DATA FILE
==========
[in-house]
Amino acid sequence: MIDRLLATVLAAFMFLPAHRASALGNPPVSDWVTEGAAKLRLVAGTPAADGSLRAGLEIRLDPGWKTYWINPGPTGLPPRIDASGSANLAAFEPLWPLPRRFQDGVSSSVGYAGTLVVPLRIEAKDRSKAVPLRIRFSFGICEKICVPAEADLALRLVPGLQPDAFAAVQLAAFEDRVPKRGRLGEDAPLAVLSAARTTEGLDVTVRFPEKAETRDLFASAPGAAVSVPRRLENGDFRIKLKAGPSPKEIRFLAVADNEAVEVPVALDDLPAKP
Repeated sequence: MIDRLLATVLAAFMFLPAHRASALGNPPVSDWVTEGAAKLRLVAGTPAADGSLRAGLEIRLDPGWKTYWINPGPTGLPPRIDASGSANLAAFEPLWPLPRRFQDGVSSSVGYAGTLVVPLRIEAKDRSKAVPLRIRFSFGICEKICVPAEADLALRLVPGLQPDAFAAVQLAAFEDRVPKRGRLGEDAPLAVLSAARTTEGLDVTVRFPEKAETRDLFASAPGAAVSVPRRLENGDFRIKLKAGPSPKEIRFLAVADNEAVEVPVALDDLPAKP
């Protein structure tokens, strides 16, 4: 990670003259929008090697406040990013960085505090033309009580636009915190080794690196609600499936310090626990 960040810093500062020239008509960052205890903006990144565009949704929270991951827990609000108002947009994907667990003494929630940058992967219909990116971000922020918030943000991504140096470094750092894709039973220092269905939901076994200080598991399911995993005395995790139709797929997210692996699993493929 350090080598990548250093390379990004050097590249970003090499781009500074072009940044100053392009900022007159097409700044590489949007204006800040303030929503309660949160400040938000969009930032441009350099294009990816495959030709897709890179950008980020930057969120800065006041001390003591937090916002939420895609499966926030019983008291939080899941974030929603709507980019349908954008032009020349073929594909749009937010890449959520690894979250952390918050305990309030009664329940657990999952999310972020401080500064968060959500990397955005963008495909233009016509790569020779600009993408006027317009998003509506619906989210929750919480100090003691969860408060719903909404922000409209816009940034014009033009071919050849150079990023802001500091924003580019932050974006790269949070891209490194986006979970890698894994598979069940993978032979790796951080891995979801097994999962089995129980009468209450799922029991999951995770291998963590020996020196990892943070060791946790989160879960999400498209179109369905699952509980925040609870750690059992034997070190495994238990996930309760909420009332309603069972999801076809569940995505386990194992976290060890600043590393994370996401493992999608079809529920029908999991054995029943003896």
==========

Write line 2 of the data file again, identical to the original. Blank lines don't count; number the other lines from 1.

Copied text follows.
Amino acid sequence: MIDRLLATVLAAFMFLPAHRASALGNPPVSDWVTEGAAKLRLVAGTPAADGSLRAGLEIRLDPGWKTYWINPGPTGLPPRIDASGSANLAAFEPLWPLPRRFQDGVSSSVGYAGTLVVPLRIEAKDRSKAVPLRIRFSFGICEKICVPAEADLALRLVPGLQPDAFAAVQLAAFEDRVPKRGRLGEDAPLAVLSAARTTEGLDVTVRFPEKAETRDLFASAPGAAVSVPRRLENGDFRIKLKAGPSPKEIRFLAVADNEAVEVPVALDDLPAKP